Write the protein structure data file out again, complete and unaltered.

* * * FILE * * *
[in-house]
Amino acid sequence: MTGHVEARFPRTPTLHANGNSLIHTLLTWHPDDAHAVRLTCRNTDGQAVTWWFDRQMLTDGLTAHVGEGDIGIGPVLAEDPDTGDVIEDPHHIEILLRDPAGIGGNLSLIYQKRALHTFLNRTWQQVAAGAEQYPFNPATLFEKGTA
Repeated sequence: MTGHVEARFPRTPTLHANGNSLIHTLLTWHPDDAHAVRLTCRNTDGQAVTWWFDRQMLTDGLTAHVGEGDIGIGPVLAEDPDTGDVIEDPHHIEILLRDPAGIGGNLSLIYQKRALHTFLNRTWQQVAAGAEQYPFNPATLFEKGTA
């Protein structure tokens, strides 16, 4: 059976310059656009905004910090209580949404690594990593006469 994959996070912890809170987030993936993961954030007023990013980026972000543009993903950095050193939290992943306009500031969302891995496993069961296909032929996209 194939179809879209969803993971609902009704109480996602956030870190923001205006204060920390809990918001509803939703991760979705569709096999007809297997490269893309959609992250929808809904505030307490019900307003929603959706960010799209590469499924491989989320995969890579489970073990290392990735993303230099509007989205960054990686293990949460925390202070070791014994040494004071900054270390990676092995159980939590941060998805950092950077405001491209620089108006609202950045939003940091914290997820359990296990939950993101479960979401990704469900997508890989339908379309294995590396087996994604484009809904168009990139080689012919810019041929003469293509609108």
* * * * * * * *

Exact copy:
[in-house]
Amino acid sequence: MTGHVEARFPRTPTLHANGNSLIHTLLTWHPDDAHAVRLTCRNTDGQAVTWWFDRQMLTDGLTAHVGEGDIGIGPVLAEDPDTGDVIEDPHHIEILLRDPAGIGGNLSLIYQKRALHTFLNRTWQQVAAGAEQYPFNPATLFEKGTA
Repeated sequence: MTGHVEARFPRTPTLHANGNSLIHTLLTWHPDDAHAVRLTCRNTDGQAVTWWFDRQMLTDGLTAHVGEGDIGIGPVLAEDPDTGDVIEDPHHIEILLRDPAGIGGNLSLIYQKRALHTFLNRTWQQVAAGAEQYPFNPATLFEKGTA
């Protein structure tokens, strides 16, 4: 059976310059656009905004910090209580949404690594990593006469 994959996070912890809170987030993936993961954030007023990013980026972000543009993903950095050193939290992943306009500031969302891995496993069961296909032929996209 194939179809879209969803993971609902009704109480996602956030870190923001205006204060920390809990918001509803939703991760979705569709096999007809297997490269893309959609992250929808809904505030307490019900307003929603959706960010799209590469499924491989989320995969890579489970073990290392990735993303230099509007989205960054990686293990949460925390202070070791014994040494004071900054270390990676092995159980939590941060998805950092950077405001491209620089108006609202950045939003940091914290997820359990296990939950993101479960979401990704469900997508890989339908379309294995590396087996994604484009809904168009990139080689012919810019041929003469293509609108």